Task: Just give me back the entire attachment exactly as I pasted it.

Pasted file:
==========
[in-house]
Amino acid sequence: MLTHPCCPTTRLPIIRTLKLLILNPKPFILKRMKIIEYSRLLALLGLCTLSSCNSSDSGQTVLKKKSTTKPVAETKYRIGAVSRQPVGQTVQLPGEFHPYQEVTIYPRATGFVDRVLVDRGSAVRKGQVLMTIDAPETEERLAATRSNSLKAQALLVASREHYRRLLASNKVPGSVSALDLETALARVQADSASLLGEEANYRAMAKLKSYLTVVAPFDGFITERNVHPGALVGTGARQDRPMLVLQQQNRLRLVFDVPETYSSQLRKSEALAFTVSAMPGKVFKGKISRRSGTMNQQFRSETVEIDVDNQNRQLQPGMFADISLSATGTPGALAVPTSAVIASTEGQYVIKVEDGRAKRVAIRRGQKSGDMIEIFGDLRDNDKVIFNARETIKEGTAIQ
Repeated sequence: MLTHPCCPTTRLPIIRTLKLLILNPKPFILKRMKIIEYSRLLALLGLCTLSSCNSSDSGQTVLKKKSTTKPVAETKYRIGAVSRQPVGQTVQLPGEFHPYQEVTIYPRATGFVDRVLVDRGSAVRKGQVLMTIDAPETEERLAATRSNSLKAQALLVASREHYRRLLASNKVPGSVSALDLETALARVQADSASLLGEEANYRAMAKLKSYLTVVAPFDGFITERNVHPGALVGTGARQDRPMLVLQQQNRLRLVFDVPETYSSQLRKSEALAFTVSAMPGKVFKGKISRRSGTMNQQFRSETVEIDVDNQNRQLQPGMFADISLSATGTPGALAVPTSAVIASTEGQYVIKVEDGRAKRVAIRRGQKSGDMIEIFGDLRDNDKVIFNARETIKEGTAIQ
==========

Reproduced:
[in-house]
Amino acid sequence: MLTHPCCPTTRLPIIRTLKLLILNPKPFILKRMKIIEYSRLLALLGLCTLSSCNSSDSGQTVLKKKSTTKPVAETKYRIGAVSRQPVGQTVQLPGEFHPYQEVTIYPRATGFVDRVLVDRGSAVRKGQVLMTIDAPETEERLAATRSNSLKAQALLVASREHYRRLLASNKVPGSVSALDLETALARVQADSASLLGEEANYRAMAKLKSYLTVVAPFDGFITERNVHPGALVGTGARQDRPMLVLQQQNRLRLVFDVPETYSSQLRKSEALAFTVSAMPGKVFKGKISRRSGTMNQQFRSETVEIDVDNQNRQLQPGMFADISLSATGTPGALAVPTSAVIASTEGQYVIKVEDGRAKRVAIRRGQKSGDMIEIFGDLRDNDKVIFNARETIKEGTAIQ
Repeated sequence: MLTHPCCPTTRLPIIRTLKLLILNPKPFILKRMKIIEYSRLLALLGLCTLSSCNSSDSGQTVLKKKSTTKPVAETKYRIGAVSRQPVGQTVQLPGEFHPYQEVTIYPRATGFVDRVLVDRGSAVRKGQVLMTIDAPETEERLAATRSNSLKAQALLVASREHYRRLLASNKVPGSVSALDLETALARVQADSASLLGEEANYRAMAKLKSYLTVVAPFDGFITERNVHPGALVGTGARQDRPMLVLQQQNRLRLVFDVPETYSSQLRKSEALAFTVSAMPGKVFKGKISRRSGTMNQQFRSETVEIDVDNQNRQLQPGMFADISLSATGTPGALAVPTSAVIASTEGQYVIKVEDGRAKRVAIRRGQKSGDMIEIFGDLRDNDKVIFNARETIKEGTAIQ